How’s your credit score? If it’s not as good as you’d like, there are still some ways you may be able to refinance your mortgage even if your current financial situation isn’t ideal. Let’s take a look at the secrets of refinancing your mortgage with less than ideal credit.
What is mortgage refinancing?
Mortgage refinancing is essentially the process of replacing one loan with another, and in most cases with more favorable terms. There are several scenarios where refinancing your mortgage may be to your advantage, such as establishing lower interest rates or changing to a longer-term which lowers your monthly payments. You can also do a cash-out refinance where your mortgage is refinanced for an amount higher than what you owe allowing you to access the difference in cash. You can then spend it on your home or whatever else your heart desires. If you have a Federal Housing Administration (FHA) loan and made a down payment of less than 10%, you’re required to hold private mortgage insurance until you reach 20% equity but if you’ve hit that threshold, it may be a good time to refinance. It’s also important to note that refinancing with a low credit score could mean lenders aren’t prepared to roll closing costs into the loan itself so you may be expected to pay out-of-pocket which can typically run $4,300+ according to ValuePenguin.
How’s your credit?
Lenders assess your creditworthiness and potential risk based on your Fair Isaac Corporation (FICO) credit score which takes into account your total debt owed, loan types, repayment history, and your overall length of available credit history. With scores ranging from 300-850, the higher your score, the better off you are. Where do you fit in? Here’s the FICO credit score range:
- Poor: 300 to 579
- Fair: 580 to 669
- Good: 670 to 739
- Very Good: 740 to 799
- Excellent: 800 to 850
Mortgage refinancing options with bad credit
Some lenders using FICO credit scores will be unable to refinance your mortgage so it’s best to be emotionally prepared for rejection. However, there are still some options even if your credit score is poor:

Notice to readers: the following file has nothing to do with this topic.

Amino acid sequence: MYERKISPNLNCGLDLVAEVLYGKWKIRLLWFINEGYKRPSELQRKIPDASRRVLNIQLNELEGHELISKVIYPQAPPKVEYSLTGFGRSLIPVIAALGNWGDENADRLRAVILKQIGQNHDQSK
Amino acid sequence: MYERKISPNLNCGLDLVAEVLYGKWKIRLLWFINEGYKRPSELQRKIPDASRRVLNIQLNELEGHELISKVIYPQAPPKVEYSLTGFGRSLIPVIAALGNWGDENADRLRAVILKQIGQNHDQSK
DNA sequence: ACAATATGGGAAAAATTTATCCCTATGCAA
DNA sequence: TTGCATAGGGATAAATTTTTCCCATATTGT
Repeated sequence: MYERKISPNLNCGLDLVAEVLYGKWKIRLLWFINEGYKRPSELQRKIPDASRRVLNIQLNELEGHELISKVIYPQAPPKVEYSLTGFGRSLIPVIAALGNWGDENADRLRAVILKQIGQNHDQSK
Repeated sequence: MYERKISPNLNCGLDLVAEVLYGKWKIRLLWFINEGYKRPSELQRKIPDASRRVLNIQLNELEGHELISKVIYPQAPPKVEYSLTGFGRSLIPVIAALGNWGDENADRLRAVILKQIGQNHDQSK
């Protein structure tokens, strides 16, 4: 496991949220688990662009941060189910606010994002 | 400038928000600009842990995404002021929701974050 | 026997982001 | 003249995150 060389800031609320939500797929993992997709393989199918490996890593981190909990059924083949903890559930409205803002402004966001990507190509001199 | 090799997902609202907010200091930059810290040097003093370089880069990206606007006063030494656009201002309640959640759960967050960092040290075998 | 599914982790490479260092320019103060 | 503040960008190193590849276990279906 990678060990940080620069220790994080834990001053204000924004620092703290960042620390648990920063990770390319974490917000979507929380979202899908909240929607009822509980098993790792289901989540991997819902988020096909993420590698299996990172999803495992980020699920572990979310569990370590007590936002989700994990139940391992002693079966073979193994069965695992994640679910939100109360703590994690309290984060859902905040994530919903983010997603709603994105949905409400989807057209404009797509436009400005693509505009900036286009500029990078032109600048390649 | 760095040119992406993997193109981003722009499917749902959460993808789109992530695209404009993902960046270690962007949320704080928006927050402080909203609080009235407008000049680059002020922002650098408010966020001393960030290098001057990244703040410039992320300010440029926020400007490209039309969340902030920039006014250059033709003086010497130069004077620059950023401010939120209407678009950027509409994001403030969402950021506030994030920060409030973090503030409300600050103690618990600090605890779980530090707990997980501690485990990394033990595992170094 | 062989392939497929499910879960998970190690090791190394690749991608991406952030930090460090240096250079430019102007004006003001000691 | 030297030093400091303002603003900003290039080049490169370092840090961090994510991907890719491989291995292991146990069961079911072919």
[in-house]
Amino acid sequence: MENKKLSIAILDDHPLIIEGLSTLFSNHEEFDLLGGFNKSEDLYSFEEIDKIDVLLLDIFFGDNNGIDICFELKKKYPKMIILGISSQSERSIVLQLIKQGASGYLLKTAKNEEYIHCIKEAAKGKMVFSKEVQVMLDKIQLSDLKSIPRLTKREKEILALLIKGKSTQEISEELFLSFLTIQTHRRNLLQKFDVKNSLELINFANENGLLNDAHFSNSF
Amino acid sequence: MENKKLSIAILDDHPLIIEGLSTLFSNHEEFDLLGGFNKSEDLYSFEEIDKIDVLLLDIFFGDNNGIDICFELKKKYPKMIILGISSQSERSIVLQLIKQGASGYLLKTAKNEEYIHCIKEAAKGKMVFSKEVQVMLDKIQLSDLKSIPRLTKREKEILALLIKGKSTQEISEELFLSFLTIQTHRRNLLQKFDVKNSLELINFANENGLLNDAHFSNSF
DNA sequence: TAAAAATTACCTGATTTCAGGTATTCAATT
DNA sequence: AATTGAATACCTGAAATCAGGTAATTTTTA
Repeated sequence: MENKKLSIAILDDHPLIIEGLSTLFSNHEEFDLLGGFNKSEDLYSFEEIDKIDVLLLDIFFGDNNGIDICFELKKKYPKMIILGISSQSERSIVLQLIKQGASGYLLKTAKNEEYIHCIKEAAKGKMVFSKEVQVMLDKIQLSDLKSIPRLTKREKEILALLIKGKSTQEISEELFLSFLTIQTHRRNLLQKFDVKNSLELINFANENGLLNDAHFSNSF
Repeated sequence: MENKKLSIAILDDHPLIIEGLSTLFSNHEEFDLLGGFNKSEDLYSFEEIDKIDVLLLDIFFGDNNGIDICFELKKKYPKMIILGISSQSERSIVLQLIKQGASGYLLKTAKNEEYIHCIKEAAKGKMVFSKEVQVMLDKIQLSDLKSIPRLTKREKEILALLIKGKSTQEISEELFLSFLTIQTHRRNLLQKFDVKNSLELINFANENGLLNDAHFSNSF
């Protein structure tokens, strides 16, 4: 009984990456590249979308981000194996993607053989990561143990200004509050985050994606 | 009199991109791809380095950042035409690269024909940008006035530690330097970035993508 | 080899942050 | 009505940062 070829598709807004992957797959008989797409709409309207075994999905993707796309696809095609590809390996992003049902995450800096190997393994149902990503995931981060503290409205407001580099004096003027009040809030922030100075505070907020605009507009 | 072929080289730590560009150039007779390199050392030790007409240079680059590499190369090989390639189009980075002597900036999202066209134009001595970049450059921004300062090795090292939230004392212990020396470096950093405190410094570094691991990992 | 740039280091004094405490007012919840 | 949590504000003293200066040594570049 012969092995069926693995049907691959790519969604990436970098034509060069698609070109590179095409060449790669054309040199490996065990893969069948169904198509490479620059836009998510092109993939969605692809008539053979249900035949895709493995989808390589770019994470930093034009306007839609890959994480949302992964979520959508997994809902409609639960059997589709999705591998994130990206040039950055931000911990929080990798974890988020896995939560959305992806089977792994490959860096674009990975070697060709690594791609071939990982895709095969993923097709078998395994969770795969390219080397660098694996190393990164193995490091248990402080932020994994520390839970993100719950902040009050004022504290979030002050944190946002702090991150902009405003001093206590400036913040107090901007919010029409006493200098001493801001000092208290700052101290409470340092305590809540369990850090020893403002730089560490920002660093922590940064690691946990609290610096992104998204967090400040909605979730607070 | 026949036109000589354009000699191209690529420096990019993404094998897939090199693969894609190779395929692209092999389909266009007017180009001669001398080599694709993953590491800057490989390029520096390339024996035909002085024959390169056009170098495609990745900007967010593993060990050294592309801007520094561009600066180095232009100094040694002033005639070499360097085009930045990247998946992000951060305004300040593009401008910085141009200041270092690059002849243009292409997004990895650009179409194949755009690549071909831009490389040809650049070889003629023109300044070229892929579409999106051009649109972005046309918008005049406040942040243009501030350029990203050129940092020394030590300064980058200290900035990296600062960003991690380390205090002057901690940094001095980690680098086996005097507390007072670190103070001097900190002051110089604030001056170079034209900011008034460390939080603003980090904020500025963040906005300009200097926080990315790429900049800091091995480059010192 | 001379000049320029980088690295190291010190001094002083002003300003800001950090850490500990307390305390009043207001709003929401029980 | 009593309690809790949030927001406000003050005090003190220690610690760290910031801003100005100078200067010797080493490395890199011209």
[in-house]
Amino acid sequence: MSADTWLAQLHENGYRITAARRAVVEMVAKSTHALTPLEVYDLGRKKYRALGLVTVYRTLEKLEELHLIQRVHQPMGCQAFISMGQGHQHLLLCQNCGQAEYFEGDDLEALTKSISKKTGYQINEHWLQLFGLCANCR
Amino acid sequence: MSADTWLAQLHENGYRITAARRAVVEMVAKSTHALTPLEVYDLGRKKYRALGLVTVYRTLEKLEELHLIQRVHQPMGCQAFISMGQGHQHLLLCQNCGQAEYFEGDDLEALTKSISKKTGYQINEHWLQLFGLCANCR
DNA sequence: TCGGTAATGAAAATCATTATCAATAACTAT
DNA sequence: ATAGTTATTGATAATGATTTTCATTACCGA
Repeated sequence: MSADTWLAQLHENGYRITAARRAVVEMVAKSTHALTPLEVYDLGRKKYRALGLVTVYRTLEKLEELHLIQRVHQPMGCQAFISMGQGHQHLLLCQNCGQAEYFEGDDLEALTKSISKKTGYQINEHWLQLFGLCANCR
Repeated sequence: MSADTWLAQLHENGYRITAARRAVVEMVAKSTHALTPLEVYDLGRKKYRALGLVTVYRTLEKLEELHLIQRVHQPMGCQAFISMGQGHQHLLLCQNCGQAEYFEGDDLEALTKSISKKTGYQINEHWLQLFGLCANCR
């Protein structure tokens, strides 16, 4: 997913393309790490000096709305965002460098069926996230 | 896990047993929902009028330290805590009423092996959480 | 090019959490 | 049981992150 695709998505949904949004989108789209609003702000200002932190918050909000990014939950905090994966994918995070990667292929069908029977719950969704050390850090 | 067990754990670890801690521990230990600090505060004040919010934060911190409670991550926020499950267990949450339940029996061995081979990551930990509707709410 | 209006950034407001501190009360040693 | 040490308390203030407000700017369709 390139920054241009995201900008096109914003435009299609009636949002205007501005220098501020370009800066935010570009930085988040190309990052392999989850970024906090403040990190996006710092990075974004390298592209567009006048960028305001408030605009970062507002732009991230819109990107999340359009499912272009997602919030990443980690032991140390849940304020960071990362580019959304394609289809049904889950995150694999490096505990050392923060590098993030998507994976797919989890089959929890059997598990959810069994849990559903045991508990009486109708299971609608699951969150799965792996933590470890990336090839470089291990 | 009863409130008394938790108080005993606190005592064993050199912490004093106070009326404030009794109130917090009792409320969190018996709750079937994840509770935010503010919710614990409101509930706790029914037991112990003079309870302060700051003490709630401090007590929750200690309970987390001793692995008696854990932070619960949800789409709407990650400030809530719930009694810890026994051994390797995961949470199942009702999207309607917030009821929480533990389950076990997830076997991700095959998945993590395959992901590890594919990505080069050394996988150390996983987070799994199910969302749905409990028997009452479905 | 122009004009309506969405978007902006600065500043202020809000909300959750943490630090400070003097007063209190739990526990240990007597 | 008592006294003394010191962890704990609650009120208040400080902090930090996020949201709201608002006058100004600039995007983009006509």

- If your credit score falls into the fair range, you may be able to do a cash-out refinance to pay down your existing debt or consolidate it into one payment instead of paying multiple credit cards/loans separately. Once that’s taken care of, your credit score will improve, and then you can apply for additional mortgage refinancing.
- If you have an existing FHA loan, you may be able to apply for an FHA streamline refinance without having to undergo any further income verification or credit check, however, rules apply such as you can’t increase your monthly mortgage payment by more than $50 or have more than one 30-day late payment within a certain time frame.
- If you can secure a non-occupying co-client, in other words, a person who doesn’t live in your home and who’s able and willing to take financial responsibility for your loan in the case of default, you may qualify for mortgage refinancing. Depending on the situation, minimum credit scores will be required from both of you and there may even be a clause that requires your co-client to be listed on your home’s title.
- If you have an existing Veteran’s Administration (VA) mortgage, you may qualify for a VA Interest Rate Reduction Refinance Loan (IRRRL), but again you must meet specific criteria including having on-time payments while noting only the mortgage term or rate can be refinanced, there’s no cash-out option offered.
Boost your credit rating
When you’re looking to refinance, it’s a good idea to obtain your credit score/rating so you know where you stand before approaching lenders. Many credit card companies offer free credit scores to their cardholders, or your bank/investment broker may be able to get a copy for you. All of the three major credit repositories, Equifax, TransUnion, and Experian, must provide a free copy of your entire credit report annually upon request from the Federal Trade Commission’s authorized website annualcreditreport.com. These reports will list your entire credit history in detail. It’s important to review them and be certain that the information they have is correct. If you discover an error on any of them, the process for correcting the information will be provided to you with the report. You’ll definitely want to correct any errors you might find, as incorrect information could impact your ability to obtain home refinancing. Also, be sure that your bills are always paid on time as late payments will negatively affect your credit score as will simply closing out a credit card you’re no longer using.
Don’t be caught off guard if you find there’s a discrepancy on your credit report related to your property for something like a missed payment, a clerical error at the county level, or an unpaid bill! DomiDocs’ HomeLock™ provides 24/7/365 monitoring to alert you to the above scenarios and more including property fraud – one of the fastest-growing crimes in America. Protect your home by signing up for HomeLock™ today!
Author – Connie Motz